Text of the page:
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Making Sense of Sentences

The Four Basic Sentence Patterns

Types of Sentence Constructions

A sentence may be simple, compound, complex, or compound-complex. It all depends on the relationship between independent and dependent clauses.

1. A simple sentence can have a single subject or a compound subject. It can have a single predicate or a compound predicate. However, a simple sentence only has one independent clause and it has no dependent clauses.

My back aches. (single subject; single predicate)
My teeth and my eyes hurt. (compound subject; single predicate)
My throat and nose feel sore and look red. (compound subject; compound predicate)
I must have caught the flu from the sick kids in class. (independent clause with two phrases: from the sick kids and in class)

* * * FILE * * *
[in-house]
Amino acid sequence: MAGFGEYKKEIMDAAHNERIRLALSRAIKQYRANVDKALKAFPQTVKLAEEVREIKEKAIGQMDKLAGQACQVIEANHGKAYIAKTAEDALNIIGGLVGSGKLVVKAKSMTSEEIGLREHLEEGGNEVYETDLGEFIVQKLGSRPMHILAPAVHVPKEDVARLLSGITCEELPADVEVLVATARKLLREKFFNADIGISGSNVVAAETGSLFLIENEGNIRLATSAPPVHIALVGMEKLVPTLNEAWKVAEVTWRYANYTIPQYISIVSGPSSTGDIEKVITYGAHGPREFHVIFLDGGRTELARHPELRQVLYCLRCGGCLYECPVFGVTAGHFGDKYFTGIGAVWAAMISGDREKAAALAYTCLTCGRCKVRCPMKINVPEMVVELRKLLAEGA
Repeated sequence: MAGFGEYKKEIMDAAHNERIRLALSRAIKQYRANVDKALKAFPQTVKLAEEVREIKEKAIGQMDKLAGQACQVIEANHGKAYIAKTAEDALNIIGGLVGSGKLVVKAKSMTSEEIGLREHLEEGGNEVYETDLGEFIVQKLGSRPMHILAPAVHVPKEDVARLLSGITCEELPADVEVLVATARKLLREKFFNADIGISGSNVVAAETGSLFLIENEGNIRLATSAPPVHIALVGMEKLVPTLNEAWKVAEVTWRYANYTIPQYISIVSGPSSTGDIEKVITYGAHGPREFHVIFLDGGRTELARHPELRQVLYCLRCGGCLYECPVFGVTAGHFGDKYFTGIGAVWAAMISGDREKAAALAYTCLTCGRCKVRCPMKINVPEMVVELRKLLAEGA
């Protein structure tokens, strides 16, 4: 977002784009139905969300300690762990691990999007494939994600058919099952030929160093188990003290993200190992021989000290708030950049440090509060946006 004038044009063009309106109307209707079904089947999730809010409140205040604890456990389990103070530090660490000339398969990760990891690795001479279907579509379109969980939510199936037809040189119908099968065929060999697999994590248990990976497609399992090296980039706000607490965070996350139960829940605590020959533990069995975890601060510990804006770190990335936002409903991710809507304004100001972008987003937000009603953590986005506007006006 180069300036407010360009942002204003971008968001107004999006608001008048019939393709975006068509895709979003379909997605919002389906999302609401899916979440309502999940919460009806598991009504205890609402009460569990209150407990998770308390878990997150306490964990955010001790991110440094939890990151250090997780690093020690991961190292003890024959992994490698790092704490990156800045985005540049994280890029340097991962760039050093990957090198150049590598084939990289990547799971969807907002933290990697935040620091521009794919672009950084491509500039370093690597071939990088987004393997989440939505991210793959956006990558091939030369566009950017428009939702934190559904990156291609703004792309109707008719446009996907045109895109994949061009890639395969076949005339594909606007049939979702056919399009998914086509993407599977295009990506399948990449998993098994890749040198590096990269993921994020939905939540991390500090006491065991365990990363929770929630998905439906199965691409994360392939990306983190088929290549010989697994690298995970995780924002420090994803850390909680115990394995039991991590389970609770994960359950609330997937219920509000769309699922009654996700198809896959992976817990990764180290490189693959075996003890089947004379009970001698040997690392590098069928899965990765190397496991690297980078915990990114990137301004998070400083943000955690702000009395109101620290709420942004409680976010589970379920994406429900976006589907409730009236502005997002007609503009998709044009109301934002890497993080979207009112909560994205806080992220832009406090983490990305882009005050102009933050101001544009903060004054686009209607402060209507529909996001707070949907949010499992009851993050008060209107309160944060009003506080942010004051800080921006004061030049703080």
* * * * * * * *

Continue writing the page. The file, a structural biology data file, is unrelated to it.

2. A compound sentence consists of two independent clauses. The clauses must be joined by a comma and a coordinating conjunction or by a semicolon.

I usually don't mind missing school, but this is not fun.
I feel too sick to watch TV; I feel too sick to eat.

NOTE: The comma can be omitted when the clauses are very short.
Example: I wept and I wept.

3. A complex sentence contains one independent clause (in bold) and one or more dependent clauses (in italics).

When I get back to school, I'm actually going to appreciate it.
(dependent clause, independent clause)

I won't even complain about math class, although I might be talking out of my head because I'm feverish.
(independent clause; two dependent clauses)

4. A compound-complex sentence contains two or more independent clauses (in bold) and one or more dependent clauses (in italics).

Yes, I have a bad flu, and because I need to get well soon, I won't think about school yet.
(two independent clauses; one dependent clause)

Source: Writers Inc. 2006; Great Source Education Group

Simple, Compound & Complex Sentences

Complex Sentences

Compound & Complex Sentences